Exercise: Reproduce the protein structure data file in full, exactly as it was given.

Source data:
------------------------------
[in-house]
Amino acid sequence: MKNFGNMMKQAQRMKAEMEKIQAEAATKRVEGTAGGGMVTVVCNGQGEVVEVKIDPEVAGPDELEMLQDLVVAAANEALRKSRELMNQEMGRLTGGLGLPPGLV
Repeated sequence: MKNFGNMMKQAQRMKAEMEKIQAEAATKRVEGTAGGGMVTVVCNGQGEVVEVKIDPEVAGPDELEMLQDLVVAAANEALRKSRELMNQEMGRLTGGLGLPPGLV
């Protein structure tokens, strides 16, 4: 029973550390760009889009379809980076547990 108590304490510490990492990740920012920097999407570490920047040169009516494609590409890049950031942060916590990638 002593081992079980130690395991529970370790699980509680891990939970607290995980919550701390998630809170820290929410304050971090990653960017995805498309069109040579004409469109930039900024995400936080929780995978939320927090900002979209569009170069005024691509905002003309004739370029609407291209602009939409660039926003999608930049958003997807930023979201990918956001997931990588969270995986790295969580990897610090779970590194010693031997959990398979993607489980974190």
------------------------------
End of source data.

[in-house]
Amino acid sequence: MKNFGNMMKQAQRMKAEMEKIQAEAATKRVEGTAGGGMVTVVCNGQGEVVEVKIDPEVAGPDELEMLQDLVVAAANEALRKSRELMNQEMGRLTGGLGLPPGLV
Repeated sequence: MKNFGNMMKQAQRMKAEMEKIQAEAATKRVEGTAGGGMVTVVCNGQGEVVEVKIDPEVAGPDELEMLQDLVVAAANEALRKSRELMNQEMGRLTGGLGLPPGLV
């Protein structure tokens, strides 16, 4: 029973550390760009889009379809980076547990 108590304490510490990492990740920012920097999407570490920047040169009516494609590409890049950031942060916590990638 002593081992079980130690395991529970370790699980509680891990939970607290995980919550701390998630809170820290929410304050971090990653960017995805498309069109040579004409469109930039900024995400936080929780995978939320927090900002979209569009170069005024691509905002003309004739370029609407291209602009939409660039926003999608930049958003997807930023979201990918956001997931990588969270995986790295969580990897610090779970590194010693031997959990398979993607489980974190």